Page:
{ It's probably worthwhile looking at the original article where this rather complex set of criteria was proposed. See [Durack D Lukes A Bright D, Am J Med Mar 1994 (96) 211-9pp]. Note that a "persistently positive blood culture" is where two cultures over 12 hours apart contain the same micro- organism, OR all of 3 OR the majority of 4(+) cultures taken at least an hour apart contain the organism. This all seems rather complex, doesn't it? Very Americain}.

Causative Organisms

These vary, depending on:

Common organisms include:

Less common are gram negative bacilli, Candida spp., Corynebacteria, HACEK group organisms {Haemophilus aphrophilus, Actinobacillus actinomycetemcomitans, Cardiobacterium hominis, Eikenella, Kingella} and so on.

Prophylaxis of Infective Endocarditis

This is still a controversial topic, with many conflicting sets of recommendations. We can however extract a few general rules:

  1. Although most infective endocarditis is NOT related to procedures performed by doctors/dentists, prophylaxis is said by some over 50% effective when properly administered. (But see Note 1). If not given to patients at substantial risk of endocarditis, or incorrectly administered, endocarditis may occur, and this may be difficult do defend medico-legally;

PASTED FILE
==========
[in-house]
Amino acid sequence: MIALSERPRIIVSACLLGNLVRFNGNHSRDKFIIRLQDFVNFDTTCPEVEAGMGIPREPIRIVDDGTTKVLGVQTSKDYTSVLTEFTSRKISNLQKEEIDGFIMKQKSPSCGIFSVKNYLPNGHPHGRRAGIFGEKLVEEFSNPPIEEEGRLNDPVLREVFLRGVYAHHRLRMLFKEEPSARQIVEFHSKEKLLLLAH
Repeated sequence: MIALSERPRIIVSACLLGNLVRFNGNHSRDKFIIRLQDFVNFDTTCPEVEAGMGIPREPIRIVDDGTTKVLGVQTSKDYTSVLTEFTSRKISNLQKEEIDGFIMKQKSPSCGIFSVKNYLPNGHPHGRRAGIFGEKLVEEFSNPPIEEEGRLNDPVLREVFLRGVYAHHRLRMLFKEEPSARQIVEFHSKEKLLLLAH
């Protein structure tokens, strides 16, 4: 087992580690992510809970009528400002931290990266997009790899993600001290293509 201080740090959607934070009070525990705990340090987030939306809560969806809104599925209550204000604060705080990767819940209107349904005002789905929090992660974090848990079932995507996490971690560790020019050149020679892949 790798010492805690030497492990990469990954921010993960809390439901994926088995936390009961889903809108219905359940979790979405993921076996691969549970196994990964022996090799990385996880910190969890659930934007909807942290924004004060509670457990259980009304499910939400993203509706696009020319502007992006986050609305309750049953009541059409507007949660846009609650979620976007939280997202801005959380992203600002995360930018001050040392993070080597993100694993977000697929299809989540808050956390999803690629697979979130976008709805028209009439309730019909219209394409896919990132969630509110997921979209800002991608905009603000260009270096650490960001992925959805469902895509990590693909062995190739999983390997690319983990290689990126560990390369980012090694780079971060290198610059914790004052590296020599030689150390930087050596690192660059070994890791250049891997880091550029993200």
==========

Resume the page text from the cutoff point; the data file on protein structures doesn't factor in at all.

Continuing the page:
2. Dental procedures may be the most important risk factor. Bacteraemia occurs with periodontal work, scaling etc. (Even when you bite hard on your teeth). Maintenance of good dental hygiene in patients at risk is thus very important.
  3. Administration of prophylactic antibiotics is not benign: the risk of adverse reactions and cost should be weighed up against the risk of endocarditis. Risk varies widely, depending on the patient.
High risk cases include: The incidence of IE in patients after surgical repair of congenital defects is explored in a JAMA article from 1998 [Morris &c, JAMA Feb 1998 (279.8) 599-603pp] The bottom line is that it is common, for example over a 25 year period, 13.3% of those who had surgery for valvular aortic stenosis developed IE, with lesser incidences for Fallot's, VSD, coarctation and primum ASD. IE was NOT however seen in children after repair of secundum ASD, PDA or pulmonic stenosis!

Patients with valvular dysfunction, other congenital cardiac malformations, mitral valve prolapse WITH mitral regurgitation, and possibly those with hypertrophic cardiomyopathy present a lower risk, but should still generally receive prophylaxis.

Prophylaxis should be administered for:

Antibiotics can be given either orally or parenterally. As with all prophylaxis, the antibiotic should be in the blood when the bug hits the blood. We therefore generally give these agents:

Table VII in the article by Stamboulian & Carbone neatly summarises American Heart Association and European recommendations. Briefly:

Procedure Usual Rx Penicillin Allergy
Dental, Upper respiratory tract amoxicillin 2g PO, OR
ampicillin IV / IM
Replace ampicillin with ONE of:
clindamycin 600mg PO / IV
clarithromycin 500mg PO
azithromycin 500mg PO
? roxithromycin 300mg PO
Genitourinary ampicillin 2g IV / IM
AND gentamicin 1.5mg/kg
(maximum 120mg)
Replace ampicillin with: